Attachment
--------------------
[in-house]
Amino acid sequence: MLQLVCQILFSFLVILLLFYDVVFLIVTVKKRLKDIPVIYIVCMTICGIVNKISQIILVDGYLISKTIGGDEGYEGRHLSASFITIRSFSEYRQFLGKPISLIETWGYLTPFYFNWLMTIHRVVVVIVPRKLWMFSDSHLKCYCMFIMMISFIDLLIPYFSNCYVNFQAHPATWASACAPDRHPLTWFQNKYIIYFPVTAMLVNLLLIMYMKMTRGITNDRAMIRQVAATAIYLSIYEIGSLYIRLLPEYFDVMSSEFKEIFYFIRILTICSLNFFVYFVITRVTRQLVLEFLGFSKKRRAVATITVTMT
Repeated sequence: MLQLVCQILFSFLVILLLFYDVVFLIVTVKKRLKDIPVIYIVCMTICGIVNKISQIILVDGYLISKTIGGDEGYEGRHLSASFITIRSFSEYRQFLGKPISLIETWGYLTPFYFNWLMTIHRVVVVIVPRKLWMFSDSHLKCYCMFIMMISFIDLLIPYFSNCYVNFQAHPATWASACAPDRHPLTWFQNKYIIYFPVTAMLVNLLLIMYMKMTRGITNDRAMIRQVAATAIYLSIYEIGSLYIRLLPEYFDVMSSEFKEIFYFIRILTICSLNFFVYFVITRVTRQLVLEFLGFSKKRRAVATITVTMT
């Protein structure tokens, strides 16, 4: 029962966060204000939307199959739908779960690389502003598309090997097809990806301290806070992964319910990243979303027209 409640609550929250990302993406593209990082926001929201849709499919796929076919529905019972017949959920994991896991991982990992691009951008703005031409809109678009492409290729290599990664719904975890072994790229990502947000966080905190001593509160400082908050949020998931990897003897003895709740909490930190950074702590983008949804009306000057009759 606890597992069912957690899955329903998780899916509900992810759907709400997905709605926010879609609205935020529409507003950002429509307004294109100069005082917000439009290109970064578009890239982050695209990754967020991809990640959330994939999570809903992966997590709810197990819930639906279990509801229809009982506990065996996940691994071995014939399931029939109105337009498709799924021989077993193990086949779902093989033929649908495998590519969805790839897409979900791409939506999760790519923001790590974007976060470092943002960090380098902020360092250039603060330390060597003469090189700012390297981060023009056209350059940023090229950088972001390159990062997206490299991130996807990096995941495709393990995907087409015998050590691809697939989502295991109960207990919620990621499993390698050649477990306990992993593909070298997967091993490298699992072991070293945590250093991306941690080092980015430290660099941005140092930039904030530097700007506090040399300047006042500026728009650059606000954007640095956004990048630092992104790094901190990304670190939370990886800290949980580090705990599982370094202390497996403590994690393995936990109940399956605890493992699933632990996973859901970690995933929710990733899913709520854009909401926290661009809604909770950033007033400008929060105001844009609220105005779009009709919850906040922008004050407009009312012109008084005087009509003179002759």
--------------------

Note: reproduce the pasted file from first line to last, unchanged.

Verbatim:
[in-house]
Amino acid sequence: MLQLVCQILFSFLVILLLFYDVVFLIVTVKKRLKDIPVIYIVCMTICGIVNKISQIILVDGYLISKTIGGDEGYEGRHLSASFITIRSFSEYRQFLGKPISLIETWGYLTPFYFNWLMTIHRVVVVIVPRKLWMFSDSHLKCYCMFIMMISFIDLLIPYFSNCYVNFQAHPATWASACAPDRHPLTWFQNKYIIYFPVTAMLVNLLLIMYMKMTRGITNDRAMIRQVAATAIYLSIYEIGSLYIRLLPEYFDVMSSEFKEIFYFIRILTICSLNFFVYFVITRVTRQLVLEFLGFSKKRRAVATITVTMT
Repeated sequence: MLQLVCQILFSFLVILLLFYDVVFLIVTVKKRLKDIPVIYIVCMTICGIVNKISQIILVDGYLISKTIGGDEGYEGRHLSASFITIRSFSEYRQFLGKPISLIETWGYLTPFYFNWLMTIHRVVVVIVPRKLWMFSDSHLKCYCMFIMMISFIDLLIPYFSNCYVNFQAHPATWASACAPDRHPLTWFQNKYIIYFPVTAMLVNLLLIMYMKMTRGITNDRAMIRQVAATAIYLSIYEIGSLYIRLLPEYFDVMSSEFKEIFYFIRILTICSLNFFVYFVITRVTRQLVLEFLGFSKKRRAVATITVTMT
């Protein structure tokens, strides 16, 4: 029962966060204000939307199959739908779960690389502003598309090997097809990806301290806070992964319910990243979303027209 409640609550929250990302993406593209990082926001929201849709499919796929076919529905019972017949959920994991896991991982990992691009951008703005031409809109678009492409290729290599990664719904975890072994790229990502947000966080905190001593509160400082908050949020998931990897003897003895709740909490930190950074702590983008949804009306000057009759 606890597992069912957690899955329903998780899916509900992810759907709400997905709605926010879609609205935020529409507003950002429509307004294109100069005082917000439009290109970064578009890239982050695209990754967020991809990640959330994939999570809903992966997590709810197990819930639906279990509801229809009982506990065996996940691994071995014939399931029939109105337009498709799924021989077993193990086949779902093989033929649908495998590519969805790839897409979900791409939506999760790519923001790590974007976060470092943002960090380098902020360092250039603060330390060597003469090189700012390297981060023009056209350059940023090229950088972001390159990062997206490299991130996807990096995941495709393990995907087409015998050590691809697939989502295991109960207990919620990621499993390698050649477990306990992993593909070298997967091993490298699992072991070293945590250093991306941690080092980015430290660099941005140092930039904030530097700007506090040399300047006042500026728009650059606000954007640095956004990048630092992104790094901190990304670190939370990886800290949980580090705990599982370094202390497996403590994690393995936990109940399956605890493992699933632990996973859901970690995933929710990733899913709520854009909401926290661009809604909770950033007033400008929060105001844009609220105005779009009709919850906040922008004050407009009312012109008084005087009509003179002759």